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The Returns At United Utilities Group (LON:UU.) Aren't Growing

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Did you know there are some financial metrics that can provide clues of a potential multi-bagger? Amongst other things, we'll want to see two things; firstly, a growing return on capital employed (ROCE) and secondly, an expansion in the company's amount of capital employed. Put simply, these types of businesses are compounding machines, meaning they are continually reinvesting their earnings at ever-higher rates of return. Having said that, from a first glance at United Utilities Group (LON:UU.) we aren't jumping out of our chairs at how returns are trending, but let's have a deeper look.

Understanding Return On Capital Employed (ROCE)

Just to clarify if you're unsure, ROCE is a metric for evaluating how much pre-tax income (in percentage terms) a company earns on the capital invested in its business. The formula for this calculation on United Utilities Group is:

Return on Capital Employed = Earnings Before Interest and Tax (EBIT) ÷ (Total Assets - Current Liabilities)

0.047 = UK£623m ÷ (UK£14b - UK£996m) (Based on the trailing twelve months to March 2021).

Thus, United Utilities Group has an ROCE of 4.7%. Even though it's in line with the industry average of 4.7%, it's still a low return by itself.

View our latest analysis for United Utilities Group

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Above you can see how the current ROCE for United Utilities Group compares to its prior returns on capital, but there's only so much you can tell from the past. If you're interested, you can view the analysts predictions in our free report on analyst forecasts for the company.

What Does the ROCE Trend For United Utilities Group Tell Us?

There hasn't been much to report for United Utilities Group's returns and its level of capital employed because both metrics have been steady for the past five years. It's not uncommon to see this when looking at a mature and stable business that isn't re-investing its earnings because it has likely passed that phase of the business cycle. So unless we see a substantial change at United Utilities Group in terms of ROCE and additional investments being made, we wouldn't hold our breath on it being a multi-bagger. On top of that you'll notice that United Utilities Group has been paying out a large portion (91%) of earnings in the form of dividends to shareholders. If the company is in fact lacking growth opportunities, that's one of the viable alternatives for the money.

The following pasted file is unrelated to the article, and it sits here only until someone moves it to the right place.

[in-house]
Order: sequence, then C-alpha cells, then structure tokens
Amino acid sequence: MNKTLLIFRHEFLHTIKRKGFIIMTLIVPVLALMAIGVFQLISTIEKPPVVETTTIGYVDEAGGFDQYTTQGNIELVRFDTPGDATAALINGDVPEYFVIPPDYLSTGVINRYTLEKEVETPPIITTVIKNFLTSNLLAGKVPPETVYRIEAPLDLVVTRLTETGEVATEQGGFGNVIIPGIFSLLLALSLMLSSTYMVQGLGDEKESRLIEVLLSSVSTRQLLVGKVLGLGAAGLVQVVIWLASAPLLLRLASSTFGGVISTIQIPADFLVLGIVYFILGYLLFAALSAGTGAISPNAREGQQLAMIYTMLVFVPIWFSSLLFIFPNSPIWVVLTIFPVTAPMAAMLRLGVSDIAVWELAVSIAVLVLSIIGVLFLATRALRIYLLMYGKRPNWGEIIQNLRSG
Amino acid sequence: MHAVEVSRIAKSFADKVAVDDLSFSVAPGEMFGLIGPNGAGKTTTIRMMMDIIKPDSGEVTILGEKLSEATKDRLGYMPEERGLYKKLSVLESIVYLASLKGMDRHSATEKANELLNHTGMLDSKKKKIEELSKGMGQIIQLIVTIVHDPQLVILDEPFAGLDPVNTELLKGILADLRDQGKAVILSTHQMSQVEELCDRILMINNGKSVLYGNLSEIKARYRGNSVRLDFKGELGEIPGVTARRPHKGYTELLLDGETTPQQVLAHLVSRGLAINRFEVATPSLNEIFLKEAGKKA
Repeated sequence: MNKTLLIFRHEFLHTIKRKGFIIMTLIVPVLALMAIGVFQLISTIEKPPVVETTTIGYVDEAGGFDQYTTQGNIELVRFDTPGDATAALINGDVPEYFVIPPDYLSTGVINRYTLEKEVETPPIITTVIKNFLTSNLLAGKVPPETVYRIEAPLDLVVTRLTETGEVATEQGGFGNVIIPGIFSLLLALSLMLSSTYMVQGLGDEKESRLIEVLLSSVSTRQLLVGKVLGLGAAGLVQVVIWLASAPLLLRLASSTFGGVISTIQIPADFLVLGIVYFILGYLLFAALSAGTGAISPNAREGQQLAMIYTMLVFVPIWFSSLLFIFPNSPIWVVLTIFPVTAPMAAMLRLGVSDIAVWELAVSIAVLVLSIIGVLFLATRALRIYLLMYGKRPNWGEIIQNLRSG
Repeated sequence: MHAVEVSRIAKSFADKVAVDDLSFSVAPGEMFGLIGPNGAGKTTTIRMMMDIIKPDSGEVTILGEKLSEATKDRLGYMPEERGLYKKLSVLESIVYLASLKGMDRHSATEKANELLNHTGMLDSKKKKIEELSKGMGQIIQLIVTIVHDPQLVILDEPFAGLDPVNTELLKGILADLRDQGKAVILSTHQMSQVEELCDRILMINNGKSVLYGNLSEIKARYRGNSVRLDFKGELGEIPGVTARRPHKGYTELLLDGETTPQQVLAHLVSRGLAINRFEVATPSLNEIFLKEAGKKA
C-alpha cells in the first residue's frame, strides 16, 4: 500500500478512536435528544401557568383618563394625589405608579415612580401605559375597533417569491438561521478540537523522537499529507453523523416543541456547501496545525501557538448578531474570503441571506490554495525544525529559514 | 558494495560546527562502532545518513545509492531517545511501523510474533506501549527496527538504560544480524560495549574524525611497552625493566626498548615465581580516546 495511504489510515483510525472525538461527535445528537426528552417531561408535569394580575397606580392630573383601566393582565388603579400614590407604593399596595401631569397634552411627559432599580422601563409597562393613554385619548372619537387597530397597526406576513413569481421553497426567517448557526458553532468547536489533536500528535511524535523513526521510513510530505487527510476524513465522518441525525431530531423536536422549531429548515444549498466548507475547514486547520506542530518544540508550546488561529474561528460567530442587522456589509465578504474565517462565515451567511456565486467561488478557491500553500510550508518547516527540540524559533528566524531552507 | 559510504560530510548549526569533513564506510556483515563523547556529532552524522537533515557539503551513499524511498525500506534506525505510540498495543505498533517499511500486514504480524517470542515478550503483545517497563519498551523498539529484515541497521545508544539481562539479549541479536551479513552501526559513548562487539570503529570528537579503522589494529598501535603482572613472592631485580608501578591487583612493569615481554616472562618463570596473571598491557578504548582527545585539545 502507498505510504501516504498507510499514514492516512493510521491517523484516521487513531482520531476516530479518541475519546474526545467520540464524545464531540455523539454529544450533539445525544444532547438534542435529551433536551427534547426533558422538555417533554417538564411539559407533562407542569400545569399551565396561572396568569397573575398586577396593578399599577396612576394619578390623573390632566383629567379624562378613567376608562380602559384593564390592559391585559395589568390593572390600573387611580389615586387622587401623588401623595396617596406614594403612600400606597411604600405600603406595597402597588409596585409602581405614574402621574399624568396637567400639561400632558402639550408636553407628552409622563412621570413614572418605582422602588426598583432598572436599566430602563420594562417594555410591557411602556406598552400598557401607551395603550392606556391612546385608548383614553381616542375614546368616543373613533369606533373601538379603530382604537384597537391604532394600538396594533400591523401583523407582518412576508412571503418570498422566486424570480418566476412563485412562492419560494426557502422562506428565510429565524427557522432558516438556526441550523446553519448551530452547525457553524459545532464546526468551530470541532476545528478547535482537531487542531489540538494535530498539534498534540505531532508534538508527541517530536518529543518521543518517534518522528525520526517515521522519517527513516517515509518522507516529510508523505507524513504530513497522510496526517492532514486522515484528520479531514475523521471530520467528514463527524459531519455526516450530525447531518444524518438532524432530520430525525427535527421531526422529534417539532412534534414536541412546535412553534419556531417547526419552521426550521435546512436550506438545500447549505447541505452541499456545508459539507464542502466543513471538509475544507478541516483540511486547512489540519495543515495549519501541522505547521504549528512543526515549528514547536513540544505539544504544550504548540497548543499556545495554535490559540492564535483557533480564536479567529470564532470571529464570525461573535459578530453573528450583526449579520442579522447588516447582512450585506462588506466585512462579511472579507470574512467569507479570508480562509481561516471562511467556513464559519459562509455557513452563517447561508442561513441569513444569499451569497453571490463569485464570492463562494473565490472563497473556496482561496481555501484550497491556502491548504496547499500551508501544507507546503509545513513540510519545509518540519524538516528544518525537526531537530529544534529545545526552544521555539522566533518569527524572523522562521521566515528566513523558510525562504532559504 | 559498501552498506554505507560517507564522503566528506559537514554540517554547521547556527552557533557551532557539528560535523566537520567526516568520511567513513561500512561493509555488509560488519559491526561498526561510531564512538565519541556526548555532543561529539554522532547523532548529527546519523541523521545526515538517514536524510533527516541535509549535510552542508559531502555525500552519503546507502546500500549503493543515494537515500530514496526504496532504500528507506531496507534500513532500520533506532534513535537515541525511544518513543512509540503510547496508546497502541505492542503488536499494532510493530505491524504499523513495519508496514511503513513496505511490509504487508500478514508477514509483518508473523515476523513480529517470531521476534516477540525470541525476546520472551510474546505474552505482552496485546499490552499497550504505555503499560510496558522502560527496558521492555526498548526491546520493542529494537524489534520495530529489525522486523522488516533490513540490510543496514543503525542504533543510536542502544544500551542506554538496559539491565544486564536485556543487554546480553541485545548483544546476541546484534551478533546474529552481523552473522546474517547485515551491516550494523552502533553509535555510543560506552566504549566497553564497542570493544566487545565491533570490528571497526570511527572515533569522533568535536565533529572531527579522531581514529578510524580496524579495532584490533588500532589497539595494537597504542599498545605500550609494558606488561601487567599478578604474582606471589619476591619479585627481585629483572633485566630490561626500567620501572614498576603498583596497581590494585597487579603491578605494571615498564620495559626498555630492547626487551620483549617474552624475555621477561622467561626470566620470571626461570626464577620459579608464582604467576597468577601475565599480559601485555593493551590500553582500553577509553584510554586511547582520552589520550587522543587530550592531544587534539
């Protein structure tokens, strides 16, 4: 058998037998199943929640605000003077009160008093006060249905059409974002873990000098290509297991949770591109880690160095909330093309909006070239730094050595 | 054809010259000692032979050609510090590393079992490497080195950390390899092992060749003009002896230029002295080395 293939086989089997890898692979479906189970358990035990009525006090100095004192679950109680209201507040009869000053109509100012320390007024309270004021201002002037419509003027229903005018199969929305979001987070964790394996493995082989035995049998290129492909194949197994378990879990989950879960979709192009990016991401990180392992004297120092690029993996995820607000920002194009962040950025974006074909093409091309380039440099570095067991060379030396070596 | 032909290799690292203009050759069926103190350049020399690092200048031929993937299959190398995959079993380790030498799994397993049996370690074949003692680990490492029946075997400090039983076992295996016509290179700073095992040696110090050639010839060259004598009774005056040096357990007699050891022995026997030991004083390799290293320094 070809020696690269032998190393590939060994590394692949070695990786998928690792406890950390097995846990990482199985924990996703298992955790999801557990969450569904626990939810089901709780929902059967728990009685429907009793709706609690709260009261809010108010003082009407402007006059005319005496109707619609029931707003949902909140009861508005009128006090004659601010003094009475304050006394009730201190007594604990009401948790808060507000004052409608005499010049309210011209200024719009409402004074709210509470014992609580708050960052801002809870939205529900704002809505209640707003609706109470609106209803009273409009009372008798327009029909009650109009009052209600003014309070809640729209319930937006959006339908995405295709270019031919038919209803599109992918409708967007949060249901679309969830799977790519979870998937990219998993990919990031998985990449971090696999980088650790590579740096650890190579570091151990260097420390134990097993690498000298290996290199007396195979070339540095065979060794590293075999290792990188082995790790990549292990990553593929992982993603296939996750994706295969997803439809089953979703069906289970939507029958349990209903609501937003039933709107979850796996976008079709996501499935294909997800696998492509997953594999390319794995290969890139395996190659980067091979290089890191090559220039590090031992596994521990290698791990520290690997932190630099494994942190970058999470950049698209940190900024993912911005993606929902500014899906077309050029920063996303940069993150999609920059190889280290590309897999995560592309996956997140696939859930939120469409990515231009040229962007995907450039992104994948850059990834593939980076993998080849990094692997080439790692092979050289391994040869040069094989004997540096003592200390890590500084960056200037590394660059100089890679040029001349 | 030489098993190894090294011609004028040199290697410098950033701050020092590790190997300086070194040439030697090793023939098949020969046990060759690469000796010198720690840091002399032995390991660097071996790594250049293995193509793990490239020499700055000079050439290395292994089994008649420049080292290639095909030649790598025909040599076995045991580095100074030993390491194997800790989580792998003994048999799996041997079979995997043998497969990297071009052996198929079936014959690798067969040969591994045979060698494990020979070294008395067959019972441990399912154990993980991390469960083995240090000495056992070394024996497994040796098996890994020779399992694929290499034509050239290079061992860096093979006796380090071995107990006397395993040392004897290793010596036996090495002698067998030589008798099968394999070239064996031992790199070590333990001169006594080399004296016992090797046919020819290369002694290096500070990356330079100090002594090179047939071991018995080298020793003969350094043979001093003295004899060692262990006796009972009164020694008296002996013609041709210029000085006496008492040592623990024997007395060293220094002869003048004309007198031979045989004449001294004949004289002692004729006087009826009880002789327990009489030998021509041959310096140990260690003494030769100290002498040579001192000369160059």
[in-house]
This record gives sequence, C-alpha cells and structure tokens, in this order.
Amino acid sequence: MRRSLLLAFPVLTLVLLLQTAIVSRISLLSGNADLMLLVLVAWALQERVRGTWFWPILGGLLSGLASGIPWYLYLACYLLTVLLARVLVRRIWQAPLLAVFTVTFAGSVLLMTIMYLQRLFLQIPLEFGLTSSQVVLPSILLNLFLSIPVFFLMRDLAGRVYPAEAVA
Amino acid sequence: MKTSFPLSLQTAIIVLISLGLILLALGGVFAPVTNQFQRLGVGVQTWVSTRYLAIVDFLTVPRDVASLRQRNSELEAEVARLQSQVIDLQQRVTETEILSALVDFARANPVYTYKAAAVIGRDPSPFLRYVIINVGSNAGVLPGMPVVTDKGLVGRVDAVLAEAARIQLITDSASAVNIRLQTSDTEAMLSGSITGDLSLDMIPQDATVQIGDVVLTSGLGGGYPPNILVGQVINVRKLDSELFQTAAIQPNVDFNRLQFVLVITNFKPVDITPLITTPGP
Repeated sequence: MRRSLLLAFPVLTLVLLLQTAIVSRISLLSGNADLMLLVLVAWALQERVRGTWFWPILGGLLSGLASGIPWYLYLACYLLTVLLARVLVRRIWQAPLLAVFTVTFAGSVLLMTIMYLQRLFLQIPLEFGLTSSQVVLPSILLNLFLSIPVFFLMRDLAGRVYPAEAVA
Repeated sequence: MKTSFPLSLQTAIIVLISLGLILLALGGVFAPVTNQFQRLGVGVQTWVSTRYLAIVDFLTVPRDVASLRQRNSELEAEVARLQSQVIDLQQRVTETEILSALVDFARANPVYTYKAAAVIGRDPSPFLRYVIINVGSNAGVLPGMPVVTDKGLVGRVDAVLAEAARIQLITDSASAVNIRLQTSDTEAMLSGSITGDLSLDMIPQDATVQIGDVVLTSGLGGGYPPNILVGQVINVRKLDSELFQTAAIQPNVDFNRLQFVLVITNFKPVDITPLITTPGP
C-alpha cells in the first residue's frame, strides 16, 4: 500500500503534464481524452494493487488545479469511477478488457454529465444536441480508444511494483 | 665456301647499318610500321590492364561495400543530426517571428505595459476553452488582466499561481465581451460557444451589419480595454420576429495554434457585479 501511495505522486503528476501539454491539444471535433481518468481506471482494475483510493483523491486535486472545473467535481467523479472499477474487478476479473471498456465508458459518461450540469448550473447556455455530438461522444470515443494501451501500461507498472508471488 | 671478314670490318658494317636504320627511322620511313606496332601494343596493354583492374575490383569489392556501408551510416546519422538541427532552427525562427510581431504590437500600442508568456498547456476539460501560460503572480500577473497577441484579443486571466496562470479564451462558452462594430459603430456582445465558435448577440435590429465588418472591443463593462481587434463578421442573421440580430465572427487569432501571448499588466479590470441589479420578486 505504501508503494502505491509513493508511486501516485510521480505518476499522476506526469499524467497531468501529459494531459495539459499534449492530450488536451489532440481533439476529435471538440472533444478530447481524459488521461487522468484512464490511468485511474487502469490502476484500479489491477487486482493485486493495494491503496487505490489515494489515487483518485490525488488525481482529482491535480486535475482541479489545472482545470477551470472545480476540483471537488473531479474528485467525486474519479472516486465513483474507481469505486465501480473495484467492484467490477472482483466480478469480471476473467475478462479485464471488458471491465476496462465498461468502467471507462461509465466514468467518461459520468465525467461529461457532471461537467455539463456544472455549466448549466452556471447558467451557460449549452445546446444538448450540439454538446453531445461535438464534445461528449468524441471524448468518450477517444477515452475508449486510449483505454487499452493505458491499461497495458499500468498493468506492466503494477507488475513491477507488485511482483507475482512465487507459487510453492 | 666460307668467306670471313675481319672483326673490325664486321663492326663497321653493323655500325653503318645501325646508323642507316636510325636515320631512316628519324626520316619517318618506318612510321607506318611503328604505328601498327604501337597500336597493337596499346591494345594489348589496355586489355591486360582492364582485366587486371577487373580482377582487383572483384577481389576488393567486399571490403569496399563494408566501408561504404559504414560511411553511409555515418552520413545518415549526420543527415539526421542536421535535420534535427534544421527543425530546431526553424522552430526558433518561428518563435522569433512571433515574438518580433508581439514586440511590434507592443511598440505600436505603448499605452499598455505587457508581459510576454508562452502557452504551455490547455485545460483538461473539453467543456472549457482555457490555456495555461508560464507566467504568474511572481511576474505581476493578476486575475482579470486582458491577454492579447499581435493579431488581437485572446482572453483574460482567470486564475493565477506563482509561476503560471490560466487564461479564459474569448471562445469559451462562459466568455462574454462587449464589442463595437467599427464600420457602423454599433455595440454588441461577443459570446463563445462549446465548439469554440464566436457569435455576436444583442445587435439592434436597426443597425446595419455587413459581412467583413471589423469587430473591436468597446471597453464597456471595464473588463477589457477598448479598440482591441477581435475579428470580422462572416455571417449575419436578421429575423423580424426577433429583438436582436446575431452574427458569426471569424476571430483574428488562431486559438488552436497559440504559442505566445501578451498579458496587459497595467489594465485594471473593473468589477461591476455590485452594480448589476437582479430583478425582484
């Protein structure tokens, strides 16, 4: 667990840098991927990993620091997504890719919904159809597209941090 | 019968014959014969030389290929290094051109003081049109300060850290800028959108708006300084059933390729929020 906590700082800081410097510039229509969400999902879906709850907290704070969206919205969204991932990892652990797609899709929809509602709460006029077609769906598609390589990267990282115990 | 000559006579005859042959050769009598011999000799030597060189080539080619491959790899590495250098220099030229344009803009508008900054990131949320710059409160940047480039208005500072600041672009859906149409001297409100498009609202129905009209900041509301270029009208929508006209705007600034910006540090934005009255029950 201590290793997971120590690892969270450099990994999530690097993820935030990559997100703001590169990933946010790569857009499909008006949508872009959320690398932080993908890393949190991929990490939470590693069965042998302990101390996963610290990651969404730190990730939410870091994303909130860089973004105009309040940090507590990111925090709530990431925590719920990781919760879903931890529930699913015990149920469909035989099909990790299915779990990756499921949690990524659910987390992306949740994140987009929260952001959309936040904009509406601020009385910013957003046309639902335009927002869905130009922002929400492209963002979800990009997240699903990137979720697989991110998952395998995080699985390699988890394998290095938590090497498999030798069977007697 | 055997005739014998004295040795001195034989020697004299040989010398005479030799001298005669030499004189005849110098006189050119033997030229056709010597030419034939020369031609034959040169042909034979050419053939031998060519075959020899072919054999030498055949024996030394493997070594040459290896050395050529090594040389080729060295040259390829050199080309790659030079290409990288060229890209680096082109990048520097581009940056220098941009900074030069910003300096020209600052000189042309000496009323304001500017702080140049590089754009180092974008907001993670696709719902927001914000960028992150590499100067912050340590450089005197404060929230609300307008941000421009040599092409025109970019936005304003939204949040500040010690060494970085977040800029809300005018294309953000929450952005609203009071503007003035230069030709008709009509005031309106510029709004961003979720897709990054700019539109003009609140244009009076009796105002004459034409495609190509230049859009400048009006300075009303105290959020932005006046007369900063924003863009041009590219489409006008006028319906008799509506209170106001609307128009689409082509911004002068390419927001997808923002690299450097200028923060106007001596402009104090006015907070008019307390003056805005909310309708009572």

What We Can Learn From United Utilities Group's ROCE

In a nutshell, United Utilities Group has been trudging along with the same returns from the same amount of capital over the last five years. And investors may be recognizing these trends since the stock has only returned a total of 35% to shareholders over the last five years. So if you're looking for a multi-bagger, the underlying trends indicate you may have better chances elsewhere.

On a final note, we found 4 warning signs for United Utilities Group (2 are a bit unpleasant) you should be aware of.

While United Utilities Group may not currently earn the highest returns, we've compiled a list of companies that currently earn more than 25% return on equity. Check out this free list here.

This article by Simply Wall St is general in nature. It does not constitute a recommendation to buy or sell any stock, and does not take account of your objectives, or your financial situation. We aim to bring you long-term focused analysis driven by fundamental data. Note that our analysis may not factor in the latest price-sensitive company announcements or qualitative material. Simply Wall St has no position in any stocks mentioned.

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